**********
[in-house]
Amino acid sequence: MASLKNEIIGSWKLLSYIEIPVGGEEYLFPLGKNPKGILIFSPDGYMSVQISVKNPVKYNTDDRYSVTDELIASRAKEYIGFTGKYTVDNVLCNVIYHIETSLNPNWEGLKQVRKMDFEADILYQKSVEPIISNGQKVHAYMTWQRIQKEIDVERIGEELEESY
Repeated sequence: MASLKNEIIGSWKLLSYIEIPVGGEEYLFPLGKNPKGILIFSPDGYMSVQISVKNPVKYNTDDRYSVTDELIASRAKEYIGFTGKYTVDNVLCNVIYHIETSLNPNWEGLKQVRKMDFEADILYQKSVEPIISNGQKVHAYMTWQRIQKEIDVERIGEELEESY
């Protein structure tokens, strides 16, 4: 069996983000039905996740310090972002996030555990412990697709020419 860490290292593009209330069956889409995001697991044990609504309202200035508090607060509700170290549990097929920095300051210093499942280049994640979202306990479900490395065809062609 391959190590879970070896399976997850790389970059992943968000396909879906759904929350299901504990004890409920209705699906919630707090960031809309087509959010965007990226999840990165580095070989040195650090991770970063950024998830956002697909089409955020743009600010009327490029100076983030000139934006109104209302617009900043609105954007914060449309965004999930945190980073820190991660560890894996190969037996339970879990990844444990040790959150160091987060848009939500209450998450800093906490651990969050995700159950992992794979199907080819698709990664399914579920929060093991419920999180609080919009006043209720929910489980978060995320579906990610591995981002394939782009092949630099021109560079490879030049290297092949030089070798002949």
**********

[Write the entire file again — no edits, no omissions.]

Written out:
[in-house]
Amino acid sequence: MASLKNEIIGSWKLLSYIEIPVGGEEYLFPLGKNPKGILIFSPDGYMSVQISVKNPVKYNTDDRYSVTDELIASRAKEYIGFTGKYTVDNVLCNVIYHIETSLNPNWEGLKQVRKMDFEADILYQKSVEPIISNGQKVHAYMTWQRIQKEIDVERIGEELEESY
Repeated sequence: MASLKNEIIGSWKLLSYIEIPVGGEEYLFPLGKNPKGILIFSPDGYMSVQISVKNPVKYNTDDRYSVTDELIASRAKEYIGFTGKYTVDNVLCNVIYHIETSLNPNWEGLKQVRKMDFEADILYQKSVEPIISNGQKVHAYMTWQRIQKEIDVERIGEELEESY
């Protein structure tokens, strides 16, 4: 069996983000039905996740310090972002996030555990412990697709020419 860490290292593009209330069956889409995001697991044990609504309202200035508090607060509700170290549990097929920095300051210093499942280049994640979202306990479900490395065809062609 391959190590879970070896399976997850790389970059992943968000396909879906759904929350299901504990004890409920209705699906919630707090960031809309087509959010965007990226999840990165580095070989040195650090991770970063950024998830956002697909089409955020743009600010009327490029100076983030000139934006109104209302617009900043609105954007914060449309965004999930945190980073820190991660560890894996190969037996339970879990990844444990040790959150160091987060848009939500209450998450800093906490651990969050995700159950992992794979199907080819698709990664399914579920929060093991419920999180609080919009006043209720929910489980978060995320579906990610591995981002394939782009092949630099021109560079490879030049290297092949030089070798002949």